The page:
Do you do school or library presentations?

I am available for school and library presentations in a 150 mile radius of the Tidewater Virginia area, or classroom Zoom calls anywhere (these work especially well currently!). My first Zoom call was with a Kindergarten class in Kansas. I love to do a story reading along with a confidence/creativity building activity and/or a Q&A on writing and publishing a book. Kids have great questions on this topic!

Professional Resources for Children’s Librarians and Teachers

Posted on August 24th, 2019 by Carolyn Hart

When planning Storytime in libraries or Circle Time in classrooms, children’s librarians and teachers will find these professional resources very helpful

Circle Time and Storytime Resources  for Children's Librarians and Teachers

An effective Storytime or Circle Time is carefully planned to be welcoming, inclusive, engaging and educational. It should include a variety of enjoyable activities and well-considered materials.

When selecting books to share with a group, for example, non-fiction, as well as fiction, should be introduced. Writing style, book format and illustrations are also considerations – having some books with rhyming text is great but having every story told in rhyme would be tiresome. Big, bold illustrations will be seen more easily than those in small, lap books.

Most children’s librarians and teachers have a selection of props to enhance their Storytime and Circle Time programs. Flannelboards are often used as well as musical instruments, hand or finger puppets and other props. I also like including Cut and Tell stories, which involve cutting paper with scissors as a story is told or Fold and Tell stories. Similarly, Draw and Tell Stories are told and illustrated on the spot rather than ‘read’ aloud to a group.

Teachers and librarians who present on-going programs will want to include elements that repeat (such as welcoming and ending rituals) as well as including some unexpected activities that will make each session unique and memorable. Having extra copies of the books that you share will encourage children to borrow them and read them again at home.

The length of the sessions will depend on the age of the children, the size of the group, the collective attention span of the children attending and whether or not other adults are present. Teachers and Librarians who include movement in Circle time and Storytime will help children to manage their energy and participate successfully.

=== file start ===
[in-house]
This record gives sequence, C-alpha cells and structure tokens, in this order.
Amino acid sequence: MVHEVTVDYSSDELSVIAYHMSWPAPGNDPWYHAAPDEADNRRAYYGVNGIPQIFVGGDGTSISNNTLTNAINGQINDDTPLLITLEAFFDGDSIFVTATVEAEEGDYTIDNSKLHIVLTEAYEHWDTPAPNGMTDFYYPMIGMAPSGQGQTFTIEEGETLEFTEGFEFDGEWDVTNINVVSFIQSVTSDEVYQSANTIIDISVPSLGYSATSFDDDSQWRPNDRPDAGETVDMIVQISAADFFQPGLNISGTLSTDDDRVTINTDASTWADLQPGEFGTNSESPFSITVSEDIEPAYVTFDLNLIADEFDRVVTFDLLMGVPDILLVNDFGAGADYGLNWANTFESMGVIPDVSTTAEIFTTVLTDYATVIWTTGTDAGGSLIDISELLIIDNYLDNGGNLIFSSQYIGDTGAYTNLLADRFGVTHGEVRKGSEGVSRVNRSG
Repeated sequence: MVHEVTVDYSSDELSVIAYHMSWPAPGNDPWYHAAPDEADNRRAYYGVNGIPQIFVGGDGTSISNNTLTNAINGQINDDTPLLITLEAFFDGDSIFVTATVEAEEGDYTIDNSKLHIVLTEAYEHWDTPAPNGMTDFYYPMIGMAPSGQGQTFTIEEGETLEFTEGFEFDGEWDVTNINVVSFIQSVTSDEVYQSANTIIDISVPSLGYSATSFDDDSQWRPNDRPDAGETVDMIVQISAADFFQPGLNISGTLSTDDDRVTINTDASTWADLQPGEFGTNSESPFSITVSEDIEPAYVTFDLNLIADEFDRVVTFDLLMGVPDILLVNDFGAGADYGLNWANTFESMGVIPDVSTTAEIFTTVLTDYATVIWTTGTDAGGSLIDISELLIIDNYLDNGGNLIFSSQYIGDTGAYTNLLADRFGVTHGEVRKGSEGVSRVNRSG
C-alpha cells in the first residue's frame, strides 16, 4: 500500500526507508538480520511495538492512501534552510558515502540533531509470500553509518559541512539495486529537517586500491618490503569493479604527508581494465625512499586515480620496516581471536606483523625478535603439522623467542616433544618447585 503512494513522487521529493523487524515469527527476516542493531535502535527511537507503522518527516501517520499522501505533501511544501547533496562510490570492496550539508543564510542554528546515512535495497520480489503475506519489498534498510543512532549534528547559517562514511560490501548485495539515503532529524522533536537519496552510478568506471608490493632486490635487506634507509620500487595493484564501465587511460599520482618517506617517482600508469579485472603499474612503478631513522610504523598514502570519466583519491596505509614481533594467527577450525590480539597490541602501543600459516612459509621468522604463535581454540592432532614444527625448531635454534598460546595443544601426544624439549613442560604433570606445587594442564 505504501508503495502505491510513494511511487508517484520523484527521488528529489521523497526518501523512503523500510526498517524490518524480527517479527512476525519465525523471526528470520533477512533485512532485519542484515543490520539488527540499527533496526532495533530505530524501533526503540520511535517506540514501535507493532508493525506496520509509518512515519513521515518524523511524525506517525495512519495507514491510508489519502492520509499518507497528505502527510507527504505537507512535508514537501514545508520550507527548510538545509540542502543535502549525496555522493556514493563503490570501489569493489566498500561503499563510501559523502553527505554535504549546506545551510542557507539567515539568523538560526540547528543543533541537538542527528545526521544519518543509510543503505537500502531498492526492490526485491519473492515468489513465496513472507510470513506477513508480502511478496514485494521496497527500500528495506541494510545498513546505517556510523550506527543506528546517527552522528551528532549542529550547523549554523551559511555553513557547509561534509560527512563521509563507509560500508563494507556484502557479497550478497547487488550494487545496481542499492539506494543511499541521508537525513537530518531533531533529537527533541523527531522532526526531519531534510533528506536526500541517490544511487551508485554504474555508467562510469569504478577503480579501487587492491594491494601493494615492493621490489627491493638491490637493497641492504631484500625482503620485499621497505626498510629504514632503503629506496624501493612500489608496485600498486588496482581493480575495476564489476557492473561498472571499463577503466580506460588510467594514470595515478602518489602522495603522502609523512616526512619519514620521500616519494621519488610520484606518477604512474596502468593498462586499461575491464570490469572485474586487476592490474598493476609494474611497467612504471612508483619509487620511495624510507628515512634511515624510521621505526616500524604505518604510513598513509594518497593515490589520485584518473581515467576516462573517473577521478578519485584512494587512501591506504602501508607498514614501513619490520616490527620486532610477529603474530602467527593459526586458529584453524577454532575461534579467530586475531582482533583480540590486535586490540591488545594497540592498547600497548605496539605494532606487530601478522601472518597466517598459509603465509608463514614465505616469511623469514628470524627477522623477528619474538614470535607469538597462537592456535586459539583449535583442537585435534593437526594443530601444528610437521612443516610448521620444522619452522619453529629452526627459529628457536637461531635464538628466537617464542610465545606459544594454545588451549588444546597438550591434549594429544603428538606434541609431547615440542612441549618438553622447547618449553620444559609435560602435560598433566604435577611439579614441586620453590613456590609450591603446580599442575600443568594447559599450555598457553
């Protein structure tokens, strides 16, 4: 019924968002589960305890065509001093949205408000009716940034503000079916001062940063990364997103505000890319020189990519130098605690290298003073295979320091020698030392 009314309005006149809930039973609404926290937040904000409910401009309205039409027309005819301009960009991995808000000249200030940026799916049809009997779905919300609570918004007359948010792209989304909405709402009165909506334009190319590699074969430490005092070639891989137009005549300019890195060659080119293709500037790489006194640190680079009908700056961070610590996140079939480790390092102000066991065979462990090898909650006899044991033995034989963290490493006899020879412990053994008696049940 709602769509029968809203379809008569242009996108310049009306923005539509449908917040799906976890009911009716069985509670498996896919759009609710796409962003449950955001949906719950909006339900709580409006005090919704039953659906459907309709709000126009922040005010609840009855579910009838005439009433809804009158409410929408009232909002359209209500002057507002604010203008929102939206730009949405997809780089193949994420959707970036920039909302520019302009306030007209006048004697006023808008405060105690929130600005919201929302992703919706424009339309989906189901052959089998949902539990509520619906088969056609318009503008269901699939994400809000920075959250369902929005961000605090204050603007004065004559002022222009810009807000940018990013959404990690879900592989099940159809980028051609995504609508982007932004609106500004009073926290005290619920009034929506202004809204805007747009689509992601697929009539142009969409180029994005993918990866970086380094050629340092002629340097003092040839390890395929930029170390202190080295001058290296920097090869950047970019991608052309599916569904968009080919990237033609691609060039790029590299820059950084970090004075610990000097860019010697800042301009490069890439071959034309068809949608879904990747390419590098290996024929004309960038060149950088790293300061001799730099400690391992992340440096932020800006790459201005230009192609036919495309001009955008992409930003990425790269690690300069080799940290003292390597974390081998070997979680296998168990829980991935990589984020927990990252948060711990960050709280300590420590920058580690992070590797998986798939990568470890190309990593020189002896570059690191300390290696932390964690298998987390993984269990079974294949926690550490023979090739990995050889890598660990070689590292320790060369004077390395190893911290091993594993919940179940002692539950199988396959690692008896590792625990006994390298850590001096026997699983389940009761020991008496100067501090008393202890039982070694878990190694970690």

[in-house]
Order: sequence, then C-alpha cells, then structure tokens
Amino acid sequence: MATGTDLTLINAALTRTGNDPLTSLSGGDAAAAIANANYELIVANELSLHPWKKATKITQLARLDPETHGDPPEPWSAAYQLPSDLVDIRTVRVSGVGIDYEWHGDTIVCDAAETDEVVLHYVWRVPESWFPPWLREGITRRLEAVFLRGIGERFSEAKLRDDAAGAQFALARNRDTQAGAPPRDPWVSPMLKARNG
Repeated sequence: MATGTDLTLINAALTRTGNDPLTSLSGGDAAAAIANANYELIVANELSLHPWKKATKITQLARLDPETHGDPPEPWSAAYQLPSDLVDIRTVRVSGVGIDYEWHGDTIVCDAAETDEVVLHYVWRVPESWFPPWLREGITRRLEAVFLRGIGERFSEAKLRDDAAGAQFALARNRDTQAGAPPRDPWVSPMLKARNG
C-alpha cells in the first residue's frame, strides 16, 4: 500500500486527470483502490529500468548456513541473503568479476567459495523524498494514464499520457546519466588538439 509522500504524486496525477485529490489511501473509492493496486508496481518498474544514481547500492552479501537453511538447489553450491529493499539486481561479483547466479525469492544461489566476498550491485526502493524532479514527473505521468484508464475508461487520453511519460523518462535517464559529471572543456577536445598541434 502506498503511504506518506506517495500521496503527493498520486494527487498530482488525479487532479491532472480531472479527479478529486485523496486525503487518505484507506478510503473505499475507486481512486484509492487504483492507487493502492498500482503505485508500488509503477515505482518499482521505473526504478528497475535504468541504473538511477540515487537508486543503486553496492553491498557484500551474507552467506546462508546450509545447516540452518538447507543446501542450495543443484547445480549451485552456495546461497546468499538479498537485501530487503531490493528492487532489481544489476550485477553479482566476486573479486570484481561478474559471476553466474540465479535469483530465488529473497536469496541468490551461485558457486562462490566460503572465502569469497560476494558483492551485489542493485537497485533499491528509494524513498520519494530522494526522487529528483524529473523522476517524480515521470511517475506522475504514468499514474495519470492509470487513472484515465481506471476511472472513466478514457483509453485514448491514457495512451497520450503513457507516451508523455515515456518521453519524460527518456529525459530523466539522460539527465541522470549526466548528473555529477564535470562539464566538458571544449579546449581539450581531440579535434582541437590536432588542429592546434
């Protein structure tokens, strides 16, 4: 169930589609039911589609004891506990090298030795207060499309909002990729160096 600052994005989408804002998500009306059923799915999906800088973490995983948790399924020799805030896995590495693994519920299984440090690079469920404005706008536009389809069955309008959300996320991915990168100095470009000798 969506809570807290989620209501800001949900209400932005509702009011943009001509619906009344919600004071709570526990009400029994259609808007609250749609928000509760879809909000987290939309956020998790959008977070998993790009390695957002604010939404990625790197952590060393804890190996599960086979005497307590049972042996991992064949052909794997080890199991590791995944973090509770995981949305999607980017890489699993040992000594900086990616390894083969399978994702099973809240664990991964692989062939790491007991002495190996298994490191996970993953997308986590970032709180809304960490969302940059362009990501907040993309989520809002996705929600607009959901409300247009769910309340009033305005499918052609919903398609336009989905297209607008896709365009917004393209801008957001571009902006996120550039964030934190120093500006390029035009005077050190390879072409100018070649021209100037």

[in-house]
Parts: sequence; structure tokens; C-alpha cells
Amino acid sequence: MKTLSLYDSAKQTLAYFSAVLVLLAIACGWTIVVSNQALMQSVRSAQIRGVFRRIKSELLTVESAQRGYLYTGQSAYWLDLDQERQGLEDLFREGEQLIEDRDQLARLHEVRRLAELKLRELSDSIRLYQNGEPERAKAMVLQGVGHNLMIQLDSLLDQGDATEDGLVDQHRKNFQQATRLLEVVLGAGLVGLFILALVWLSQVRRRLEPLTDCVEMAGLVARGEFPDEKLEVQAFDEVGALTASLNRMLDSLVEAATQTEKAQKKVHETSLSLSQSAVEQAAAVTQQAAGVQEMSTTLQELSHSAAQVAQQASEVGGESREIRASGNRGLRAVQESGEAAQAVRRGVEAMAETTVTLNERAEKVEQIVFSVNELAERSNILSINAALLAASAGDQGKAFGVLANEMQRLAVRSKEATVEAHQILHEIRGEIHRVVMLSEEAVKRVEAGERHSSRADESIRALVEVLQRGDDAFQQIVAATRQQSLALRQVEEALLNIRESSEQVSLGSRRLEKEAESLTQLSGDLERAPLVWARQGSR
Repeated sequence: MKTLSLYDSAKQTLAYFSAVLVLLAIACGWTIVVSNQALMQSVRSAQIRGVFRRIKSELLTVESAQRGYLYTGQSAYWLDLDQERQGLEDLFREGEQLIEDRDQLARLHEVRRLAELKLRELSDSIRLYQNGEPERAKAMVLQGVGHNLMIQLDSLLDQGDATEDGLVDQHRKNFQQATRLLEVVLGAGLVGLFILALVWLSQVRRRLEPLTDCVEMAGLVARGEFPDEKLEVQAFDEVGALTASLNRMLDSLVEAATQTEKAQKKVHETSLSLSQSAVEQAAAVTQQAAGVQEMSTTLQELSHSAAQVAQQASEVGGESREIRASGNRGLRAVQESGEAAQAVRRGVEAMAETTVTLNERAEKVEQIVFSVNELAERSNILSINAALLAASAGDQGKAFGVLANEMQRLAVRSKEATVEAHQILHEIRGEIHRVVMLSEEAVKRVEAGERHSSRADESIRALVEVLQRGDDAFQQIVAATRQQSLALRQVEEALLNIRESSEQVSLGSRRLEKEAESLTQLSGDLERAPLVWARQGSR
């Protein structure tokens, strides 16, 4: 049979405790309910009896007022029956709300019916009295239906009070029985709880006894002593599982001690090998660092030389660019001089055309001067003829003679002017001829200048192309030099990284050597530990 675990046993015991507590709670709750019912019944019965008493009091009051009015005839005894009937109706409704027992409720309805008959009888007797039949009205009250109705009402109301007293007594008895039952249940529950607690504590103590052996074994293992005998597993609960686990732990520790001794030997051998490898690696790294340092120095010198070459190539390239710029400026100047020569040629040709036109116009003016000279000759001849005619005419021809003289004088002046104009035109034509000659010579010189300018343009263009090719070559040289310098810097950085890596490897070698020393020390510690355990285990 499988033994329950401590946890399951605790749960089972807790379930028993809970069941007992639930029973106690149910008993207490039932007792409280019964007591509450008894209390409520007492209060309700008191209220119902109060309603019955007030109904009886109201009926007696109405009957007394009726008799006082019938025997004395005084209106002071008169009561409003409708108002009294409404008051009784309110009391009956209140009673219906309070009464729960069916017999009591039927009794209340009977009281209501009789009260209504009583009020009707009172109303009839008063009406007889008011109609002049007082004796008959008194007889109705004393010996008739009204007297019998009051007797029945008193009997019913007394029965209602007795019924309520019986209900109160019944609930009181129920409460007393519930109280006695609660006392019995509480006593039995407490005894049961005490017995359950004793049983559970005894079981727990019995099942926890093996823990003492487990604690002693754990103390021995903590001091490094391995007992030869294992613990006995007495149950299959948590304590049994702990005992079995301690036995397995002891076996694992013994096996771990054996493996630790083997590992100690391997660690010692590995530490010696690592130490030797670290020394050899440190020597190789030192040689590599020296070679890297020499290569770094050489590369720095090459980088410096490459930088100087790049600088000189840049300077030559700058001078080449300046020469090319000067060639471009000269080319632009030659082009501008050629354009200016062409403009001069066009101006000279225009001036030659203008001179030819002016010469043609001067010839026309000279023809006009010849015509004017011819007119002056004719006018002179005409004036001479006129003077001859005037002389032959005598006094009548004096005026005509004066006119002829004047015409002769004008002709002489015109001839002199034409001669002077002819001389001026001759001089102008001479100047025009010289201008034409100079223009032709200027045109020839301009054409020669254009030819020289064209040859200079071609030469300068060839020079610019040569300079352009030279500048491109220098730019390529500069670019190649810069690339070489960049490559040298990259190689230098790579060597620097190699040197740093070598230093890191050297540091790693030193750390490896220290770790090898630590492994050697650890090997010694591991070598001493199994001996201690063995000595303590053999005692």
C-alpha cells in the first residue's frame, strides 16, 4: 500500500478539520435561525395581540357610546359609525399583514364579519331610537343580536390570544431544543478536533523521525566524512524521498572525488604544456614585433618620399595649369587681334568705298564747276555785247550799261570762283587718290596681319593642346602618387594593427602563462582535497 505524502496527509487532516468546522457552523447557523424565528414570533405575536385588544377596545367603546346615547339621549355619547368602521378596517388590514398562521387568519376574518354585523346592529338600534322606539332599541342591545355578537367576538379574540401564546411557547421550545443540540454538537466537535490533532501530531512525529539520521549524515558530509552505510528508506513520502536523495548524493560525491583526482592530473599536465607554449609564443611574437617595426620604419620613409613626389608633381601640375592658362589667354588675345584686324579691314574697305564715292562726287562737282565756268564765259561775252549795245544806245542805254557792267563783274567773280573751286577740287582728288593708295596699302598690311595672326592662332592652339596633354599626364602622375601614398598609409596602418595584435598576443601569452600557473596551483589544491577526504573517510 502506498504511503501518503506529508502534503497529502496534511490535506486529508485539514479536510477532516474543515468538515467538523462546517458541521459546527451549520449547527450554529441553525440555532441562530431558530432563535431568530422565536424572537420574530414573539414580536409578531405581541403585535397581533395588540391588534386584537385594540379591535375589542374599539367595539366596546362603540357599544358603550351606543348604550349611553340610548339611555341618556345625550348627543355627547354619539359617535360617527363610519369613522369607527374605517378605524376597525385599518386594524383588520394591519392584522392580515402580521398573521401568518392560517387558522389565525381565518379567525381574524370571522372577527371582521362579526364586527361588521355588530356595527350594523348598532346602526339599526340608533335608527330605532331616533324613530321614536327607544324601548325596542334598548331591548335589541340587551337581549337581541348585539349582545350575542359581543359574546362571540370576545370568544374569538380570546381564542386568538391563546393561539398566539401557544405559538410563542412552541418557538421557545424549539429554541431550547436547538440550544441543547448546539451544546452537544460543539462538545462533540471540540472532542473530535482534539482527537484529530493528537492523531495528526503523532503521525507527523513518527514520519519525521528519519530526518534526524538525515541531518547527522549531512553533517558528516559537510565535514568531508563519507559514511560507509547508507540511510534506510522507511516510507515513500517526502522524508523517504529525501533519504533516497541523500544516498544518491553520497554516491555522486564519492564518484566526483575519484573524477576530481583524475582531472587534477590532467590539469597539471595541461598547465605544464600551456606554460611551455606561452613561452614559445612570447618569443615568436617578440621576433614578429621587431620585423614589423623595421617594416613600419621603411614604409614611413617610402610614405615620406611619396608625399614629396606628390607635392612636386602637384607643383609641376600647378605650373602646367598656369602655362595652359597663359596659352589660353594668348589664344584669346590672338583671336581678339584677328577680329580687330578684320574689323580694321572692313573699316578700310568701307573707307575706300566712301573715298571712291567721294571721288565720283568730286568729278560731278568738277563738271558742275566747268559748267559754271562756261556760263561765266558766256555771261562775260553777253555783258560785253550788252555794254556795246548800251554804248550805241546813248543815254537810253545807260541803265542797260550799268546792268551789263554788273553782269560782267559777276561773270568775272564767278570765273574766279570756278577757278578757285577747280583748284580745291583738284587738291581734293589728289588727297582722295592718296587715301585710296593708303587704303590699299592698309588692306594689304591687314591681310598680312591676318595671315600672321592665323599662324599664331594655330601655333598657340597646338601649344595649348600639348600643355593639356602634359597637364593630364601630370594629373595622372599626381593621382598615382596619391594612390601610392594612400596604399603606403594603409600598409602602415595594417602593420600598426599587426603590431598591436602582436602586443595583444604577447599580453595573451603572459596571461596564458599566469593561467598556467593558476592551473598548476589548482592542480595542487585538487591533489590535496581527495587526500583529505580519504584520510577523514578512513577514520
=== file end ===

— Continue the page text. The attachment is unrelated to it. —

Watch as Sheryl Cooper shares tips for a successful circle time

She shares secrets to a successful Toddler Circle time on her blog.

Professional Resources for Planning Library Storytime and Preschool Circle Time

In addition to these resources, be sure to explore our free printables songs, rhymes, fingerplays and chants

Professional Resources for Children's Librarians and Teachers including I'm A Little Teapot! Presenting Preschool StorytimeI’m a Little Teapot – Presenting Preschool Storytime Compiled by Jane Cobb and illustrated by Magda Lazicka
Professional Resource for Children’s Librarians and Preschool Teachers published by Black Sheep Press

Featuring more than 60 potential storytime themes, I’m a Little Teapot is a handy resource that includes booklists (fiction and non-fiction), 500+ nursery rhymes/fingerplays, songs and “more ideas.”

For example, for a frog theme, I’m a Little Teapot includes 11 suggested stories to read aloud, 5 non-fiction books and 5 fingerplays. For a clothing theme storytime, there are 29 suggested picture books to read aloud (plus 10 ‘More Stories’ and 3 ‘non-fiction’ titles, 10 nursery rhymes, 16 fingerplays and many ‘More Ideas’).

The book also includes an extensive list of recommended resources, presentation tips and suggestions for program planning, including program structure. Ms. Cobb recommends a core list of felt stories for storytime and references the use of traditional folk and fairy tales with preschoolers.

One of the strengths of this resource is that it does not assume that teachers have access to an extensive library of books or that they know fingerplays or songs. I have used the book when preparing for preschool programs and have found it to be easy-to-use and inspiring. I’m a Little Teapot includes ‘Conventional’ themes and as well as some unexpected ones like Giants and Royalty.

I’m a Little Teapot! Presenting Preschool Storytime at

I’m a Little Teapot!: Presenting Preschool Storytime at

Professional Resources for Storytime including Step into StorytimeSTEP into Storytime written by Saroj Nadkarni Ghoting and Kathy Fling Klatt
Professional Resource for Children’s Librarians and Preschool Teachers published by American Library Association

STEP is an acronym for Story Time Effective Practice.